The Economist: Japan Has to Improve, right?

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The Economist is convinced that Japan is going to be A.O.K. after all. Why? Well, after fifteen years of sluggish, incremental reforms, the economy has to be back on track, right? Right?

While I was intrigued with the possibility that my long-term language investments would maybe pay off financially in the future, I walked away from the article a little skeptical about the writer’s analysis. The arguments only differ slightly from the outlook in this year’s OECD report on Japan, which essentially said, if Japan increases labor productivity, maybe they can get up to growth rates on par with the rest of the First World.

This Economist article says the same thing — although with greater faith that today’s more stable financial base will allow reform to create more substantial increases in productivity. Sounds good, but the Japanese economic planners still show serious hesitation in enacting reforms that challenge the traditional power structure.

The editors also put a spin on the demographic crisis: less people means less inefficient resource allocation. On paper, that sounds possible, but there are too many people still stuck in the system. The population as a whole is not shrinking — there are just no young people. And there will still be no young workers to pay the taxes of their pensioned elders.

This line — “And the strengths that made Japan rich in the 1970s and 1980s — good education, advanced technology and smooth co-ordination within companies will again come to the fore” — also troubled me, because ” education ” is used as a monolithic concept. Japan does have an excellent primary and secondary education system for instilling fundamental social values and basic mathematics and literacy. But, these are skills most important for a mass-manufacturing economy, not a niche high-tech information economy. Training for the latter comes from a good university system, which Japan is nowhere close to having. Compared to India, Japan may have greater basic rates of education, but are they pumping out as many world-class, high-tech workers?

I really hate to be the eternal pessimist, but Japan’s economic outlook is still contingent upon the government’s active reform in various areas. And the neo-liberal implications of these reforms poses a direct threat to the “Japanese” system — in both general social stability and the centralized power structure. No one seems to think that there is a “Japanese” solution to the economic crisis; that is to say, the path to higher growth rates does not require changing some screws, but installing an entirely new piece of machinery. So, the Economist can assume Japan will make the rational changes necessary for resurgence, but judging on past behavior, there is no reason to believe that the last crucial renovations will be swift and forceful.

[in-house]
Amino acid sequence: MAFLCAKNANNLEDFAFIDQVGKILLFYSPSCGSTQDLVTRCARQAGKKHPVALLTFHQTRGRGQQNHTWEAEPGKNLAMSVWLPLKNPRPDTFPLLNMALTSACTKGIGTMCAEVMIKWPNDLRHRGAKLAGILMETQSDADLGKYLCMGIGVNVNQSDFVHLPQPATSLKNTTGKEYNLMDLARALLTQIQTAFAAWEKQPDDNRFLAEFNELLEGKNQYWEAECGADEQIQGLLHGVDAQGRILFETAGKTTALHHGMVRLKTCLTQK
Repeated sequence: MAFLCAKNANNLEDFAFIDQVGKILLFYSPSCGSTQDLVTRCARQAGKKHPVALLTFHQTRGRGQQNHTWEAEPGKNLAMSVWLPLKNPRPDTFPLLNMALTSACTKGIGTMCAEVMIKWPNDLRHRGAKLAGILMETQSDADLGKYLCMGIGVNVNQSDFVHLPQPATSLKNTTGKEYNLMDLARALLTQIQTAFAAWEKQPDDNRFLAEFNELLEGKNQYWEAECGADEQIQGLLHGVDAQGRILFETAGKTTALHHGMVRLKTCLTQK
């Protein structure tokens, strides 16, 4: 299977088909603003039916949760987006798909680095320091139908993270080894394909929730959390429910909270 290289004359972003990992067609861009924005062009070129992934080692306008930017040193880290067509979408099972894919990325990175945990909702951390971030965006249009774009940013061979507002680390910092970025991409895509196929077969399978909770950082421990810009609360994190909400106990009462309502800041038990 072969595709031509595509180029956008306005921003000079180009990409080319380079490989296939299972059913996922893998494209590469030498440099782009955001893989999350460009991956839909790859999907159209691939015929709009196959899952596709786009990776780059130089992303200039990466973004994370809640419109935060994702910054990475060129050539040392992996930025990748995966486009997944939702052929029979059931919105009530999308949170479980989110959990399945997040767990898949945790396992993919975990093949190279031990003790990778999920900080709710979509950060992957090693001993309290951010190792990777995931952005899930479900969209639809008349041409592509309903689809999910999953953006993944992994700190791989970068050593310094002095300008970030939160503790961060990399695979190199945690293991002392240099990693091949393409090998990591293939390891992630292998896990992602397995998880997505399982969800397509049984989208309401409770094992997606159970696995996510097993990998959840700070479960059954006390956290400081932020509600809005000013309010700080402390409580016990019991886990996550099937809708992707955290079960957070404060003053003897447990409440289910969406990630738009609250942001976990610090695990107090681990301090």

W. David MARX (Marxy)
October 8, 2005

Marxy wrote a lot of essays back on his old site Néomarxisme. This is one of them.

52 Responses

  1. Momus Says:

    “Economists are raising their forecasts of economic growth.”

    Damn, there goes both your “termial” and my “slow life” right there.

  2. marxy Says:

    Didn’t we all decide that “Slow Life” was a short-lived, superficial trend in Japanese consumer culture and not a fundamental change to Japanese social conditions (as compared to the authentic resonance of the concept in Europe)?

  3. Momus Says:

    You may have decided that, but I believe it’s an important blueprint for a dignified post-growth scenario for any nation (as well as a marketing term in Japan). A magazine called The Economist, naturally, could never write an article in which an absence of economic growth were seen as a virtue, but I think you make a good point when you say that there might not be a “Japanese solution to the economic crisis”. In other words, it’s that old quandry: how to make money and keep your soul? And if you have to choose between them, choose your soul, right?

  4. Momus Says:

    Anyway, I could also say “Didn’t we all conclude that “termial” was a spelling mistake and sour grapes to boot?” The point I’m making is that “slow life” and “termial” are positive and negative spins on the same basic position, and that if The Economist is right, we’re both blown out of the water.